As seen, the predicted trend for dimensionless aspirin release (Fig. 11) and the experimental accumulative aspirin release (Fig. 13) is the same, except that the first one is decreasing and the other one is increasing. In other words, as the amount of aspirin in the PLGA is decreased, its total released amount in the medium increases with the same velocity. The same is true about BSA.

One of the parameters associated with the cylindrical geometry is the radius of the cylinder, which is important in microneedle design. In Fig. 15, the changes in drug release rate are investigated by varying the radius of the cylinder. As seen, increasing the radius of the cylinder leads to the decrease in drug release rate (which is the slope of the diagram). As a result, one of the parameters that can be used to control the release rate of the drug is the radius of the cylinder. For example, to achieve a dose of 3.5 mg of aspirin per day, a molecular weight of 63,000 g per mole for polymer and 43 microneedles with the radius and height of 500 and 1000 mm are required.
Fig. 15

The dimensionless drug release rate versus changing the radius of the cylinder

Another parameter that can control the polymer degradation rate—and finally, the drug release rate—is the molecular weight of the polymer matrix. It is expected that with increasing matrix molecular weight, degradation would occur more slowly. In Fig. 16, the dimensionless number average molecular weight (the ratio of molecular weight in each time to initial molecular weight) versus time is plotted. As seen in Fig. 16, with increasing molecular weight, the polymer degradation occurs more slowly.
Fig. 16

Dimensionless number average molecular weight of matrix versus time for four different Mn


Based on several simplifying assumptions, the mass conservation equations for all system components were derived and solved, leading to a predicting model that can predict polymeric matrix degradation and drug release rate of the cylindrical needle. To calculate partial and ordinary differential equations simultaneously, the finite difference and Runge–Kutta methods were employed, respectively. By correlating the polymer degradation rate with the molecular weight, molecular weight changes versus time were illustrated. Also, the drug diffusivity was related to the matrix molecular weight. Molecular weight reduction and accumulative drug release within the system were determined. In order to validate and assess the proposed model, a set of data of hydrolytic degradation of aspirin (180.16 Dalton)- and albumin (66,000 Dalton)-loaded PLGA (1:1 molar ratio) were used for comparison.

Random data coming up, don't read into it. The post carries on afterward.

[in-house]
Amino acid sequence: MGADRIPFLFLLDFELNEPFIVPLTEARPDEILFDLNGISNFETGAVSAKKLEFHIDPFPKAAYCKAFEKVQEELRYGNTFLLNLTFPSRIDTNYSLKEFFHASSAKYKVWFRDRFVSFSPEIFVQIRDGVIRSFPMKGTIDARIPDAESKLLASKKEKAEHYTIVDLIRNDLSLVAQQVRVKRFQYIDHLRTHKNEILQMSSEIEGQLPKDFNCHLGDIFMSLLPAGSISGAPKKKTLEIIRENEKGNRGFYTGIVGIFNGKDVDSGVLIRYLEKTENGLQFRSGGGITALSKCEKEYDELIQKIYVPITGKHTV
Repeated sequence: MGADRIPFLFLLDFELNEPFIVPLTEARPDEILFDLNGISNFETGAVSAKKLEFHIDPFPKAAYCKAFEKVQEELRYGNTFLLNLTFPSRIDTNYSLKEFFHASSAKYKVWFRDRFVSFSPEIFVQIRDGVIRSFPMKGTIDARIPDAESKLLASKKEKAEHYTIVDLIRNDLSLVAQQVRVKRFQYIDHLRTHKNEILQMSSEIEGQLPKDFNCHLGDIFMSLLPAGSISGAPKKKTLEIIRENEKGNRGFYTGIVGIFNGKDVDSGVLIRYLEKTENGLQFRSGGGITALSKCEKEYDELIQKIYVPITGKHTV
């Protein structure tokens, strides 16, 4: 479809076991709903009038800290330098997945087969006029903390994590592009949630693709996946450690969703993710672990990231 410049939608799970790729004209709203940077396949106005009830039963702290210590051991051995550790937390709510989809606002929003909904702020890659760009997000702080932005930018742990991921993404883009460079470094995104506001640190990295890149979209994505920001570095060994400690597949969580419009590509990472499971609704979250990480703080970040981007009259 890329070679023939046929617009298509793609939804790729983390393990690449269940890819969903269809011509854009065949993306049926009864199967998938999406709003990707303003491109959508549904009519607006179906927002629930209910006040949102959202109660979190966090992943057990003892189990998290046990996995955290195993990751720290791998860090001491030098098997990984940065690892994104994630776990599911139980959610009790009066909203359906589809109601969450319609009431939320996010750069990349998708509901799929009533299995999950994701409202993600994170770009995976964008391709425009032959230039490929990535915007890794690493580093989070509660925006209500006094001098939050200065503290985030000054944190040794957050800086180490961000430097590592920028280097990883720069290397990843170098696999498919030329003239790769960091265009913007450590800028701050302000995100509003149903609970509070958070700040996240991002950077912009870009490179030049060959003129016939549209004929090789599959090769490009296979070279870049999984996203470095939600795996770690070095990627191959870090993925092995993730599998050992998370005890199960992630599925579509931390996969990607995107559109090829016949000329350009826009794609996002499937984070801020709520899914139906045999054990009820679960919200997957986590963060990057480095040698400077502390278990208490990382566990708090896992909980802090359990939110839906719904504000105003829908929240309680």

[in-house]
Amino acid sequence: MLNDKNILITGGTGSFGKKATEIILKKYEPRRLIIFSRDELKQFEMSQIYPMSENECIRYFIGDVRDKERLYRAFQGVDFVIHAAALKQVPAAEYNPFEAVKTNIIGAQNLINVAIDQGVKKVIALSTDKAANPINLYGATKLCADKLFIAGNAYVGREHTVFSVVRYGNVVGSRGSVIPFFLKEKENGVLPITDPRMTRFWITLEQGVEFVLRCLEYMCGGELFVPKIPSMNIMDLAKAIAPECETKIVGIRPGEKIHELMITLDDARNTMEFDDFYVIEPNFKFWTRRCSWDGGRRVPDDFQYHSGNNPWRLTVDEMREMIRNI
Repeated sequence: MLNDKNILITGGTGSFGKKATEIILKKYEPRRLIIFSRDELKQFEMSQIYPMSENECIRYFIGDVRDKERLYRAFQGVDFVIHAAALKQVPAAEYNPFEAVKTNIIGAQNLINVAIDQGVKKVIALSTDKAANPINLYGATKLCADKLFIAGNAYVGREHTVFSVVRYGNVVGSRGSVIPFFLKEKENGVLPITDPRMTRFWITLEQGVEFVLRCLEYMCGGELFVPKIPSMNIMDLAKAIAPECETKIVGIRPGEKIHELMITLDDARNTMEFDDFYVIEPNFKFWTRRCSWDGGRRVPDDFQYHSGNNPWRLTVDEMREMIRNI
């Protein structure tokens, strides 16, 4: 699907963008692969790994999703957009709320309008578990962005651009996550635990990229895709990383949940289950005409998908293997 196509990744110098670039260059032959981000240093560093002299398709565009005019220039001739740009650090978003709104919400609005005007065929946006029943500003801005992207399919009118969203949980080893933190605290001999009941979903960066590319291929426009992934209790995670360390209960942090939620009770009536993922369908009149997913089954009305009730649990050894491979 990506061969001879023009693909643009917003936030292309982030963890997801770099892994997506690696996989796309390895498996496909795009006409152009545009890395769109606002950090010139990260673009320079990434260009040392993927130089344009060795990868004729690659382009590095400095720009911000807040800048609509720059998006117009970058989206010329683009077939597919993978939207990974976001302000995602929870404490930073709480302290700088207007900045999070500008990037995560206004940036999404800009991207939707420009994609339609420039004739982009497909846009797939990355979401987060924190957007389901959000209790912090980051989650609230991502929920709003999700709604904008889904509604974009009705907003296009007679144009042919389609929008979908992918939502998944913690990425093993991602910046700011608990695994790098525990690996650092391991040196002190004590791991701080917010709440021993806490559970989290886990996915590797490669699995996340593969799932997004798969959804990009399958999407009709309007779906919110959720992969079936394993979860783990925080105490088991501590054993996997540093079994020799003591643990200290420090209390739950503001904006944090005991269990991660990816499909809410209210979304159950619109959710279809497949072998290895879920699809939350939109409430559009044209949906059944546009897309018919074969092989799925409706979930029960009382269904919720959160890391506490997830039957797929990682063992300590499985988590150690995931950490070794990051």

The proposed model is in good agreement with experimental data from the literature. Considering diffusion as the main phenomena and autocatalytic effects in the reaction, the drug release profile is predicted. As a result, for a microneedle containing drug, we will be able to estimate the drug release rate before fabrication. The prediction procedure of the proposed model shows a qualitatively suitable adjustment to experimental data. The main reason for the differences between model and experimental results can be referred to the estimation of some needed parameters of the model, because finding the parameters in exactly the same utilized condition is difficult. Under ideal conditions, it is better to measure the needed parameters for the exact same experiment conditions used in the theory. Also, the simplifying assumptions utilized (e.g., one-dimensional diffusion in the cylinder) can add to the error amount.


Compliance with ethical standards

Conflict of interest

Authors declare no conflict of interest.

Ethical approval

This paper does not contain any studies with human or animal subjects.


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Copyright information

© Zhejiang University Press 2019

Authors and Affiliations

  • Sarvenaz Chavoshi
    • 1
  • Mohammad Rabiee
    • 1
    Email author
  • Mehdi Rafizadeh
    • 2
  • Navid Rabiee
    • 3
  • Alireza Shahin Shamsabadi
    • 4
  • Mojtaba Bagherzadeh
    • 3
  • Reza Salarian
    • 5
  • Mohammadreza Tahriri
    • 6
    Email author
  • Lobat Tayebi
    • 6
    • 7
  1. 1.Biomaterials Group, Faculty of Biomedical EngineeringAmirkabir University of TechnologyTehranIran
  2. 2.Polymer & Color Engineering DepartmentAmirkabir University of TechnologyTehranIran
  3. 3.Department of ChemistrySharif University of TechnologyTehranIran
  4. 4.Tissue Engineering Group, Faculty of Biomedical EngineeringAmirkabir University of TechnologyTehranIran
  5. 5.Biomedical Engineering DepartmentMaziar UniversityNoorIran
  6. 6.Marquette University School of DentistryMilwaukeeUSA
  7. 7.Department of Engineering ScienceUniversity of OxfordOxfordUK